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Tell Me a Story

May 28, 2019

“Storytime.” It means eager young children fidgeting on a colorful carpet, gathered around a picture book while a patient adult reads aloud. It also means happier, healthier patients and engaged, rejuvenated caregivers. Humans are hard-wired for stories; we love to hear them, tell them, and find new ways to share them. This innate desire for stories separates us from other mammals, serves many roles in our continued psychological development, and—perhaps surprisingly—might hold the key to bettering the patient experience in your facility.

While we’ve long known that listening to stories captivates the imagination and helps patients recover, increasing numbers of studies show that patients who are encouraged to tell their own stories and reminisce on meaningful life events shift to more successful recovery and a favorable patient experience than those who do not. These storytelling experiences hold especially true for neurological patients facing communication challenges, such as those in the early stages of Alzheimer’s.

In addition to physiological benefits, encouraging patients to tell caregivers about their lives also improves patient-caregiver relationships, as shared stories deepen trust and build relationships based on life experiences. No matter the setting, storytelling connects people of all walks of life; it’s an inherent human need and allows for stronger connections between patients, providers, coworkers, and the family and friends visiting their loved ones in the hospital. Beyond helping patients get to know their providers, storytelling connects coworkers. If you found out that the gentleman in room 12 once worked at NASA during the moon landing, you’d likely share that interesting tidbit with a fellow caregiver. Not only have you helped your coworker connect with the patient, you and the coworker may just connect over shared interested in space exploration. Sharing what makes your life meaningful helps as well; as we share what enriches our own lives, we in turn enrich the lives around us.

Telling or hearing personal stories also strengthens mental health. Remember how happy you felt as a child during your bedtime story? Storytelling also comforts patients who face significant mental burdens, such as those who have received a critical or worrisome diagnosis. These patients are at high risk for depression, statistically dampening their recovery. A sense of purpose, combats that depression, offering the patients a healthier outlook and typically better outcomes. Storytelling as a method of examining one’s past and looking toward a hopeful future helps patients maintain better mental health in the face of life-threatening illnesses. Similarly, hospice patients who are given the opportunity to share and even record key moments from their life are often happy to do so and grateful to engage with those willing to listen. These human connections offer perspective and meaning for life at any stage, even difficult ones.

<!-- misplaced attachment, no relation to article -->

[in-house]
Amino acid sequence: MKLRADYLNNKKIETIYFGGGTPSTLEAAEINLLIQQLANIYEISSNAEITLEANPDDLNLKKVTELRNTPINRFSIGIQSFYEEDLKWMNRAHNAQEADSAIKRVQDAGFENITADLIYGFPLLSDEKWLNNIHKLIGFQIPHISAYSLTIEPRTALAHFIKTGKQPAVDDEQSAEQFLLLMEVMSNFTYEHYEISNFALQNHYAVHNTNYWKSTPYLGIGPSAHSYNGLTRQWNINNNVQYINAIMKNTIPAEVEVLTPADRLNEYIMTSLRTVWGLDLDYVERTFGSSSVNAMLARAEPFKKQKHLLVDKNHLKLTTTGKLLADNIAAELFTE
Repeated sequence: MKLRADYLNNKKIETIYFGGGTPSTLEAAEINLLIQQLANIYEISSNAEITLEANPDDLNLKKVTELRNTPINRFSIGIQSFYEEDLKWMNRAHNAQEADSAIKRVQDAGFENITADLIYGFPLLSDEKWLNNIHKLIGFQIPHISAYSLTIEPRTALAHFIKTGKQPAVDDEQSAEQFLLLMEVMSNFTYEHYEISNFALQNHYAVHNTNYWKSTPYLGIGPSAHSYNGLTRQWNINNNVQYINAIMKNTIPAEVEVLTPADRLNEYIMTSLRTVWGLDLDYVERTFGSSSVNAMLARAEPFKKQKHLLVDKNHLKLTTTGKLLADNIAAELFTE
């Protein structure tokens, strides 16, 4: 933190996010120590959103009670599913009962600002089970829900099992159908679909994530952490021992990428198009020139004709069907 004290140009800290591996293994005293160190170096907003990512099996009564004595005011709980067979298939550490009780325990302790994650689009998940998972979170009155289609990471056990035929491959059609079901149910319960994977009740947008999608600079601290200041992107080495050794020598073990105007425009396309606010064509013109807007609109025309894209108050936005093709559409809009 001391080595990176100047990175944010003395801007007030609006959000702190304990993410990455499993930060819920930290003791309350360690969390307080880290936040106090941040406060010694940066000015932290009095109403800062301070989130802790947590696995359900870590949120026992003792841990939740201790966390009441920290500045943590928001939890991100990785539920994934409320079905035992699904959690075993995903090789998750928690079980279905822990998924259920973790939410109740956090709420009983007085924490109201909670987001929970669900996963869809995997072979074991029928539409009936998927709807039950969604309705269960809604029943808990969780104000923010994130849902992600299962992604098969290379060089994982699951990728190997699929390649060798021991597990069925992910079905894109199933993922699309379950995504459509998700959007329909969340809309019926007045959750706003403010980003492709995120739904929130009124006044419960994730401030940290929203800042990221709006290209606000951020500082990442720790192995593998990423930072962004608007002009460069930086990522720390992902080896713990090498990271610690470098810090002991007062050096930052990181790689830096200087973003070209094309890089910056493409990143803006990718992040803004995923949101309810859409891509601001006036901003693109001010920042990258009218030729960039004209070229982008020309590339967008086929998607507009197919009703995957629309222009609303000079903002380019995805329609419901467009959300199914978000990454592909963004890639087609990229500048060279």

The connective and compassionate value of shared experiences cannot be overstated. Just as many people suffer from feeling alone in a city or office or room full of people, a hospital’s busy population does not offer reprieve from the sinking feeling of isolation, especially for patients. And though physicians and nurses may want to spend time chatting with patients, finding the time to do so presents another level of challenges. However, the labor of getting to know patients doesn’t necessarily need to fall on physicians and nurses. As your organization’s volunteer pool expands to include more working, educated adults, hospitals have the growing opportunity to engage the skilled good Samaritans as “patient listeners.” Volunteers are often happy to chat with patients, especially when given a bit of guidance on the right kinds of questions to ask. Guiding and prompting conversation doesn’t come naturally to everyone, but with help, it can be a rewarding experience for almost anyone. Don’t be afraid to try expanding your volunteer program into storytelling or find ways existing volunteers can incorporate conversations with patients into their regular duties. Too often, caregivers are surprised by what they learn about patients in their obituaries. By uncovering one remarkable diamond in a patient’s past, you’ve enhanced the patient-provider relationship, giving that patient a better shot at healing and reminding yourself of the reason you feel called to heal.

Further Reading:

The power of storytelling

Training Patient and Family Storytellers and Patient and Family Faculty